Muted response to Akzo Nobel India's buyback plan

After the buyback, the free float on the stock will come down to 37.66% from 40.36%

Akzo Nobel India’s stock opened with a gap of 3% today and gained as high as 5% compared to previous session after the company announced of 1.3 million shares (2.7% post-merger share capital) at Rs 920 per piece and capex of Rs 150 crore at Gwalior in Madhya Pradesh. However it ended with a gain of just 1.8% to Rs 879.

According to Anand Shah, analyst, Elara Capital, the will be valuation neutral over the longer run as cash utilised for (Rs 120 crore) will reduce from the cash balance of Rs 1,080 crore (substantial portion to valuation). Also, the tepid response to the announcement could be partly due to the fact that it will happen only by July and today the broader were also weak.

After the buyback, the free float on the stock will come down to 37.66% from 40.36% as on March 2012 quarter.

of 50 million litres at Gwalior (likely by end of next year) will increase its existing capacity by 50% (to 150 million litres), which will help in improving profitability as the company is debt free.

The company is positive about the merger of three Indian subsidiaries namely Akzo Nobel Coatings India, Akzo Nobel Car Refinishes India and Akzo Nobel Chemicals (India) with itself. This will help achieve the target of becoming one billion euro company in India by 2015. Emerging including India contribute 40% of parent’s revenues and hence will also be at the heart of the parent’s future growth strategy along with Brazil, China and Indonesia.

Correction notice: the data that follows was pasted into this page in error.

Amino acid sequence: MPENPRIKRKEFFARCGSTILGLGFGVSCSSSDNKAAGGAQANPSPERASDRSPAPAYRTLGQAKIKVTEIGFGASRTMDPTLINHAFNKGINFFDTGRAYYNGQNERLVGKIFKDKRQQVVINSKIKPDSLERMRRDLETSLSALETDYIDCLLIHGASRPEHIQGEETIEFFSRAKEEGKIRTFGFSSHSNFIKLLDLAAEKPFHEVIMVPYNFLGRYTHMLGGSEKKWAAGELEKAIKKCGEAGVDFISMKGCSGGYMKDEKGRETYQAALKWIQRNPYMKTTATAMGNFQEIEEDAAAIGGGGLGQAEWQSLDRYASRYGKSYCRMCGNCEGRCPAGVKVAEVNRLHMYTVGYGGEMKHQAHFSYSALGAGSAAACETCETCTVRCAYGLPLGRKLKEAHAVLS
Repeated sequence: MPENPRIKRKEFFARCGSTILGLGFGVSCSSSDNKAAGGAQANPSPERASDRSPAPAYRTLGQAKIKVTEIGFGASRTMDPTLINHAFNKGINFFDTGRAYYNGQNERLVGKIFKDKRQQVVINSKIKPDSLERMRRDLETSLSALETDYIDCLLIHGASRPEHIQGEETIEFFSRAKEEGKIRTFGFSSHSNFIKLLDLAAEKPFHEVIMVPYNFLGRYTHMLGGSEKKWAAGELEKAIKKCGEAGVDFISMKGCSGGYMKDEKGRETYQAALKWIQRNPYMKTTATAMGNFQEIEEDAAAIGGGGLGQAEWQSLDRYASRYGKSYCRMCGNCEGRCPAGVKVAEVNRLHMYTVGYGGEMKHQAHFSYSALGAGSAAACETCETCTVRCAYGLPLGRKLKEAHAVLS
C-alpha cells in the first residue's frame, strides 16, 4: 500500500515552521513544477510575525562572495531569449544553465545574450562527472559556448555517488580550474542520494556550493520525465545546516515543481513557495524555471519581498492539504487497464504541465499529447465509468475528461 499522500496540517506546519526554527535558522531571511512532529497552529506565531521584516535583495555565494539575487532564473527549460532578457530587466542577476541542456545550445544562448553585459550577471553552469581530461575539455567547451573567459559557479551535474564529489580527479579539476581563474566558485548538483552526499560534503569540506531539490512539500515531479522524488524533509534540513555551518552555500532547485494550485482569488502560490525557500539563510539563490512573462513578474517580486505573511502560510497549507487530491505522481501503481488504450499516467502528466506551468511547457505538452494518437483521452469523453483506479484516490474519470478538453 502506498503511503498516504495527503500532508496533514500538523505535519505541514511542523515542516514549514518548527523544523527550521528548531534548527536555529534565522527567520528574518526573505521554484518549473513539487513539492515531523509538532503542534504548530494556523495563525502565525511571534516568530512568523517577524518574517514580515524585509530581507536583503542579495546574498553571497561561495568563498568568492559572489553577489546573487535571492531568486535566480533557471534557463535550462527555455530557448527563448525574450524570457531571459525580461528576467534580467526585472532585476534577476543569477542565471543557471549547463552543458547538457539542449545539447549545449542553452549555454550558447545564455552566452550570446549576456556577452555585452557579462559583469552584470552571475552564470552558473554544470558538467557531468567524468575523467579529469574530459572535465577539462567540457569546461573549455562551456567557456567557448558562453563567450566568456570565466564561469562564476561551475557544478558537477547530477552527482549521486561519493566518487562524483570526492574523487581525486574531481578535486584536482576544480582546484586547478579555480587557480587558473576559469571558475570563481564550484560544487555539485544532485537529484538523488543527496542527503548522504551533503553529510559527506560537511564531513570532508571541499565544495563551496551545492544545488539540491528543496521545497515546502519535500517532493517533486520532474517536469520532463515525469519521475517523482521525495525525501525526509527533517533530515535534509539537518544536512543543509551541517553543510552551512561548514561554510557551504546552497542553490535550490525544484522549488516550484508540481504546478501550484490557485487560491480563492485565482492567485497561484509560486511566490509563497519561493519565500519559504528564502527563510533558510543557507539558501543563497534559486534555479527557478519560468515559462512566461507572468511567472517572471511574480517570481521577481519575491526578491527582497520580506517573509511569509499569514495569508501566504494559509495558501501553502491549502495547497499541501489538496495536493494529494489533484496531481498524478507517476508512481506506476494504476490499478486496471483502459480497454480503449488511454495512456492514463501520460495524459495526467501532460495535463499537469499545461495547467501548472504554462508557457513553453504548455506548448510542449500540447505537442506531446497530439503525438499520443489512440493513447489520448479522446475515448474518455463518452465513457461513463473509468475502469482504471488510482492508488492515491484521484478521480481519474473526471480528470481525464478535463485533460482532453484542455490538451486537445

Amit Jain, managing director of the company foresees benefits like economies of scale, operational/financial synergies with nine business units, access to several global brands and new with wide portfolio and geographical presence.  However some analysts are concerned about the high exposure to industrial paints business post-merger. Earlier the company derived 85% of its business from decorative paints, which yields relatively higher margins (directly proportional to the share of emulsions in the product mix) and is better placed during challenging times. Says Shah, “Rising contribution of industrial business (now at 45% of revenues) is likely to keep valuations under check.”

Analysts advise existing investors to sell or reduce their holdings and new investors to avoid the stock despite reasonable valuation of 18 times FY13 estimated earnings (historical band of 13-29 times).

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Business Standard
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Business Standard

Muted response to Akzo Nobel India's buyback plan